MATAMOROS, Mexico — When the Supreme Court effectively revived a cornerstone of Trump-era migration policy late last month, it looked like a major defeat for President Biden.
After all, Mr. Biden had condemned the policy — which requires asylum seekers to wait in Mexico — as “inhumane” and suspended it on his first day in office, part of an aggressive push to dismantle former President Donald J. Trump’s harshest migration policies.
But among some Biden officials, the Supreme Court’s order was quietly greeted with something other than dismay, current and former officials said: It brought some measure of relief.
Before that ruling, Mr. Biden’s steps to begin loosening the reins on migration had been quickly followed by a surge of people heading north, overwhelming the southwest border of the United States. Apprehensions of migrants hit a two-decade high in July, a trend officials fear will continue into the fall.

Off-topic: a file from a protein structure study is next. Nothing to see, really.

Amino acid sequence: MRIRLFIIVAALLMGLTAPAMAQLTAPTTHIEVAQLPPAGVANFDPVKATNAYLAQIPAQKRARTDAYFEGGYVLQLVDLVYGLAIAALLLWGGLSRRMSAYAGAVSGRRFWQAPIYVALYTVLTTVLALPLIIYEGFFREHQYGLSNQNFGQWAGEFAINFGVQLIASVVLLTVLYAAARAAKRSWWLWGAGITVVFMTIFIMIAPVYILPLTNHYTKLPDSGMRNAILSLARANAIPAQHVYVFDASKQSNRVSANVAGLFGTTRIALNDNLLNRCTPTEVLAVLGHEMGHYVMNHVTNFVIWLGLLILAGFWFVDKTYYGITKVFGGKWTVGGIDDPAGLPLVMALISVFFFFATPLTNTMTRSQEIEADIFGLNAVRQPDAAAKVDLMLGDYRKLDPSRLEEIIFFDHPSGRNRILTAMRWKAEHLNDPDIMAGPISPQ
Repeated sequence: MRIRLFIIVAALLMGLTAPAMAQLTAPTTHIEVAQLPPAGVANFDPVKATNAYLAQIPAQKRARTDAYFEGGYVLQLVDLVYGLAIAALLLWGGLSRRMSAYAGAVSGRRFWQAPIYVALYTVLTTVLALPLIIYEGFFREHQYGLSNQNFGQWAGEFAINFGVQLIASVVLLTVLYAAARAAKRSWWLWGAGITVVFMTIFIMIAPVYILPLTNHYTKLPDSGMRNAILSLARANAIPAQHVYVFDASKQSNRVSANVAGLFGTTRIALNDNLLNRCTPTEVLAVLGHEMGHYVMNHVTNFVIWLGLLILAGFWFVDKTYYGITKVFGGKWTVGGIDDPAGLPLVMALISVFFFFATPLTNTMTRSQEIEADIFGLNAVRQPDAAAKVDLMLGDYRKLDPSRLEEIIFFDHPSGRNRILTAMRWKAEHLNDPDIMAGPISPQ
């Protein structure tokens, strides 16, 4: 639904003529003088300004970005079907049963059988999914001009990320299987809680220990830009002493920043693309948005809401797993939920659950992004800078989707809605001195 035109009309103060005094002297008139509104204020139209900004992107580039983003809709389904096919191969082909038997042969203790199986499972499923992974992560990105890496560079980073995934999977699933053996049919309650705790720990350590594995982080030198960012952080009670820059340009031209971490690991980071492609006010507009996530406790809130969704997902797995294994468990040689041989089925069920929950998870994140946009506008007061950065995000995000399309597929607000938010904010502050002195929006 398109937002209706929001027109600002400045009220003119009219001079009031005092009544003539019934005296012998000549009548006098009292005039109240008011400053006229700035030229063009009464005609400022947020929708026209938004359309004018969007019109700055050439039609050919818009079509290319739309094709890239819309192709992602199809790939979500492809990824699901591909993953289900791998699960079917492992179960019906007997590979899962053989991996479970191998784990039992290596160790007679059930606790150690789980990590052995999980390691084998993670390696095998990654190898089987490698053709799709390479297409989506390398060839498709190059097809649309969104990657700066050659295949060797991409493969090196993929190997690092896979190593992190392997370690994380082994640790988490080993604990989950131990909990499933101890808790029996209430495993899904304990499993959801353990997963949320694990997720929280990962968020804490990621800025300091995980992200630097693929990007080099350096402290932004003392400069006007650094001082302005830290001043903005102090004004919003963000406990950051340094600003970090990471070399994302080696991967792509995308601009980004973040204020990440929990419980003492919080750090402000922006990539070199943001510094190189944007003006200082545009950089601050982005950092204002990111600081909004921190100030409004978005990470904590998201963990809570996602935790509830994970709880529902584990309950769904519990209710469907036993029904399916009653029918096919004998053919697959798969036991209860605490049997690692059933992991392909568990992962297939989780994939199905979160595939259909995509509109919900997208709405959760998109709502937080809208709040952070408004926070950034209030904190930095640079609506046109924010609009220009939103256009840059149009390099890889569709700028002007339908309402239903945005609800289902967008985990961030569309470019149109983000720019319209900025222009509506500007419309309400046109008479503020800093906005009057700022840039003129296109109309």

to apply for asylum in the United States, but he also refused to immediately expel unaccompanied children and moved to freeze deportations.
violent attacks on migrants by law enforcement in those countries.
While the administration tried to change the welcoming tone it set early on, dispatching Vice President Kamala Harris to Guatemala to proclaim the border closed in June, migrants and smugglers say the encouraging signals sent at the outset of Mr. Biden’s term are all anyone remembers.
“‘We heard the news that the U.S. opened the borders,’” said Abraham Barberi, a pastor in the border city of Matamoros, recounting what migrants routinely tell him. So many came to town that Mr. Barberi turned his church into a migrant shelter soon after Mr. Biden came to office, as mothers and their toddlers started showing up at his door.